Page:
For almost three full years, following Clifford’s rather strong initial two months and change as the PSU starter, it almost seems like Franklin has been waiting for Clifford to capture McSorley’s magic.
He never has.
He never matched the physical skill of Levis, either, which is why Levis transferred to Kentucky two years, and now finds himself being talked about as a first-round draft pick.
He’ll never match the physical skill of Allar, either. Which is why it’s time make the switch.
Why it’s been time.
The Lions may be 5-1 now, and alive for another New Year’s bowl. But they’re mediocre, and they have been ever since that game at Ohio State back in 2019.
Clifford isn’t the only reason for that. But he has been the most glaring one. Consistently.
It’s time to move on from mediocrity.
MORE QB QUANDARY
Yeah, got it. Clemson’s DJ Uiagalelei has completely turned around his career arc this fall after an awful sophomore campaign in 2021. He’s a more accurate, assertive and confident. Blah, blah, blah. Sorry, as a fan of the program, who watches it play every week, just not buying it, and really not buying the Kirk Herbstreit-forced narrative that DJ U’s running, or willingness to run, is having some huge, positive impact on the Tigers’ offense, either.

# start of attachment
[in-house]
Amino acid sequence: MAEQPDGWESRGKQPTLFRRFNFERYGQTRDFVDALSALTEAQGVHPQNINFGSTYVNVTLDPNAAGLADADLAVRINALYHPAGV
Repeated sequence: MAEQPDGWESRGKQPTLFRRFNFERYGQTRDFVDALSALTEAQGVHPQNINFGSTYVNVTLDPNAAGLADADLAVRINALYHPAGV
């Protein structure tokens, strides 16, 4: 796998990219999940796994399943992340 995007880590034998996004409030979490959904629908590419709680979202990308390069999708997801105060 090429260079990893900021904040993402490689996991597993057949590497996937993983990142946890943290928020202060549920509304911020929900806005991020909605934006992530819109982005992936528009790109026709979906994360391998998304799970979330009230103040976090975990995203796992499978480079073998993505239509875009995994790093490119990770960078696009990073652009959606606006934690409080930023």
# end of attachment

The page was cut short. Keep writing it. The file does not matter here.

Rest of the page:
With HC Dabo Swinney and OC Brandon Streeter so overly concerned with keeping DJ U in a “happy place,” the offense actually gets bogged down far too often. Most games, the Tigers will head into halftime with DJ U having more carries than the combined total of their running backs. Standout sophomore RB Will Shipley getting 27 touches – for 238 yards – in Saturday’s win at Florida State was a complete fluke. That needs to be the norm going forward, with less and less on the DJ U overkill. Otherwise, Clemson is not going to find itself back in the CFP this season.
Maybe Kansas HC Lance Leipold should consider those “grass is greener” Power 5 gigs he keeps at bay a little more seriously before all opportunity is lost as the Jayhawks get further into their season.